Before the credit or deduction is taken, eligible education expenses must be reduced by the amount of tax-free benefits. For example, if a taxpayer had $10,000 of qualified tuition expenses in 2002, but $9,000 of those expenses were covered by a nontaxable scholarship, only $1,000 is available for the education credits.

Other tax news for 2002: The limit on contributions to a child's Coverdell Education Savings Account, formerly known as an education IRA, increased from $500 to $2,000, making such accounts more attractive education savings vehicles.

Earnings on ESAs are tax-deferred and can be tax-free -- along with distributions -- if used for qualified education expenses. For 2002, qualified education expenses were expanded to include those for accredited elementary or secondary public, private or religious schools.

Also new this year: Contributions can be made as late as April 15, 2003, and still count for 2002. You can contribute to ESAs only for children under the age of 18, unless the child has a disability or other special needs.

Many people save for college by participating in what IRS calls ''qualified tuition programs,'' the prepaid tuition and savings plans known as Section 529s, which are set up through states or eligible private institutions.

Earnings on the state accounts, along with distributions, are tax-free if used for qualifying education expenses. Distributions for 529s set up by private institutions won't be tax-free for qualified expenses until the 2004 tax year, however.

Contributions to qualified tuition programs aren't deductible from a taxpayer's federal taxes, although many states grant deductions on state income taxes for contributions to their own 529 plans.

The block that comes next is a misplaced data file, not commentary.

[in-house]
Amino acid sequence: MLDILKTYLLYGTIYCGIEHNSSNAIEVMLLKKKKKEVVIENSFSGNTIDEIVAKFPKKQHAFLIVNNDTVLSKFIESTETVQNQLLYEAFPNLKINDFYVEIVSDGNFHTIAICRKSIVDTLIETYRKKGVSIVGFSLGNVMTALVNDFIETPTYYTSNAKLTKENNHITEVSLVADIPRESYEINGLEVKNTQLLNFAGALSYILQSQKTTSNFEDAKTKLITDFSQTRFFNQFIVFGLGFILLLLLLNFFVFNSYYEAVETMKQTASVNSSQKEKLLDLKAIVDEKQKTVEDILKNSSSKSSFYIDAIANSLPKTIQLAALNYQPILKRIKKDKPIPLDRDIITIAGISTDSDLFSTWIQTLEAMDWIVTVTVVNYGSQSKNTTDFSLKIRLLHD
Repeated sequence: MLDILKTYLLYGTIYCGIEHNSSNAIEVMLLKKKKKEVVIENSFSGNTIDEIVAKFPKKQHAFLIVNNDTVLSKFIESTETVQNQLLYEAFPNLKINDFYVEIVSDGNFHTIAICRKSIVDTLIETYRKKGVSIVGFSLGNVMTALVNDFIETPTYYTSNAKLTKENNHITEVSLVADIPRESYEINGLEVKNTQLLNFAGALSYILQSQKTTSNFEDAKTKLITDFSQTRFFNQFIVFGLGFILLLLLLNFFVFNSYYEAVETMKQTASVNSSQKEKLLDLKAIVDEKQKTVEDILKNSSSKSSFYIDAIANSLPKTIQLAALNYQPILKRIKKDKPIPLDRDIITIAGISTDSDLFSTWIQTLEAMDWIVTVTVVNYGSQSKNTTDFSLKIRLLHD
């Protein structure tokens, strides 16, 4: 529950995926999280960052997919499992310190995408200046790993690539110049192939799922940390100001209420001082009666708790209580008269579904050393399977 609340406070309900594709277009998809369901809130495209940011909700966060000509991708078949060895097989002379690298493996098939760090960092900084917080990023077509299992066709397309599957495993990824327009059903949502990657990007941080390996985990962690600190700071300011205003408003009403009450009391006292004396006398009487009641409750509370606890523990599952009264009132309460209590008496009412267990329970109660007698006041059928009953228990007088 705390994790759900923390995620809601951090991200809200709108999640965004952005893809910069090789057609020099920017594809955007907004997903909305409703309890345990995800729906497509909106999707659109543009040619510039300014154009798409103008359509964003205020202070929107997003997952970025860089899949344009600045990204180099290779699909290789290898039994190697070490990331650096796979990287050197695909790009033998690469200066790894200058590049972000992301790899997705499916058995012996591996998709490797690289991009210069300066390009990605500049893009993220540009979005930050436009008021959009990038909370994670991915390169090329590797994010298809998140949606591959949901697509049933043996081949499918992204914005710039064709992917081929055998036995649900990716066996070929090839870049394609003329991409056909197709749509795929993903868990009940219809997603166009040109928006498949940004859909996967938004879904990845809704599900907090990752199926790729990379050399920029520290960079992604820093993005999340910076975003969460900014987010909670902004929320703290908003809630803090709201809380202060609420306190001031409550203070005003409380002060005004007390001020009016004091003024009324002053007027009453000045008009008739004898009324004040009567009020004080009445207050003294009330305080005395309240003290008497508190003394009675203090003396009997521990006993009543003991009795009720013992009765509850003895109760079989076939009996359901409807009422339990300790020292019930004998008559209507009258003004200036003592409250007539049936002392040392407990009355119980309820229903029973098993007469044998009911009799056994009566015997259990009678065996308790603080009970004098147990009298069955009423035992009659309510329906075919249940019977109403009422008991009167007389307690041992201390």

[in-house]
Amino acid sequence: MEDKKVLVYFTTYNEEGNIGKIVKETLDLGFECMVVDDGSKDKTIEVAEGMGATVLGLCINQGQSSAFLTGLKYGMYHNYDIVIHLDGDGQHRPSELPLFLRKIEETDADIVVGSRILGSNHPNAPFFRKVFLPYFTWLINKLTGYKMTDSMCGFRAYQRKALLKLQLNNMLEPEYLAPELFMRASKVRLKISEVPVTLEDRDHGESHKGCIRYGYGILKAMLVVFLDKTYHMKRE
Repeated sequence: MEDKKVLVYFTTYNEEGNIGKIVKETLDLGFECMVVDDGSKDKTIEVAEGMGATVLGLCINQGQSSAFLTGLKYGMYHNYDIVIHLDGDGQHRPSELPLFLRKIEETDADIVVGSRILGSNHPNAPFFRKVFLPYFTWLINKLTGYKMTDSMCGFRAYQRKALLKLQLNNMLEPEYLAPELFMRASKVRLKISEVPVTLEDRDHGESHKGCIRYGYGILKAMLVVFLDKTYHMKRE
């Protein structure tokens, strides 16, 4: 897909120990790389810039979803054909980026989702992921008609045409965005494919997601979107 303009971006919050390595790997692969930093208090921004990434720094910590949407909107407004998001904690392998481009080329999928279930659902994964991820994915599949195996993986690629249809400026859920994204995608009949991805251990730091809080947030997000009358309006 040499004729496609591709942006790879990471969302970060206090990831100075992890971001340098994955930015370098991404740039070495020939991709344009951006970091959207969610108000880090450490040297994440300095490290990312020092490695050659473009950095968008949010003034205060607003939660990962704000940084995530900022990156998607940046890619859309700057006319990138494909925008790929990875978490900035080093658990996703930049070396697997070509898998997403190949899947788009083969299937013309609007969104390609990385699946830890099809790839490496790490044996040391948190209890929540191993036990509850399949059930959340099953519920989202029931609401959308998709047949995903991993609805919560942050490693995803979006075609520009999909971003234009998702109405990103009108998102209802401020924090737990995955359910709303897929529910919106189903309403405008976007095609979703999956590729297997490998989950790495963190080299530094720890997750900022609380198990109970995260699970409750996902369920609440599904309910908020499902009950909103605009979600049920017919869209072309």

New this year: You no longer have to stay with a particular 529 plan if a better one comes along. A 529 can be rolled over to another qualified tuition plan once in a 12-month period without incurring a tax obligation. A 529 also can be rolled over to another beneficiary, as long as that person is a close relative of the current beneficiary. (A handy Internet guide to Section 529 plans is available at

A taxpayer can exclude from taxable income up to $5,250 of employer-provided assistance for education expenses, which in 2002 can include expenses for graduate courses as well as undergraduate courses.

Interest on qualifying U.S. government savings bonds (series EE and series I) continue to be excluded from taxable income if used for education expenses, though there are income limitations. Education scholarships and fellowships received by a degree candidate are not taxed. Also, distributions from regular IRAs and Roth IRAs are not subject to early withdrawal penalties if the distribution is used to pay qualifying education expenses for you, your children or grandchildren.

One caution for do-it-yourselfers: Don't use the same education expenses as a basis for claiming multiple education tax benefits. For example: You purchased textbooks for $1,000 using a distribution from an ESA. You cannot use that same $1,000 expense as the basis for a $1,000 tax deduction for education expenses.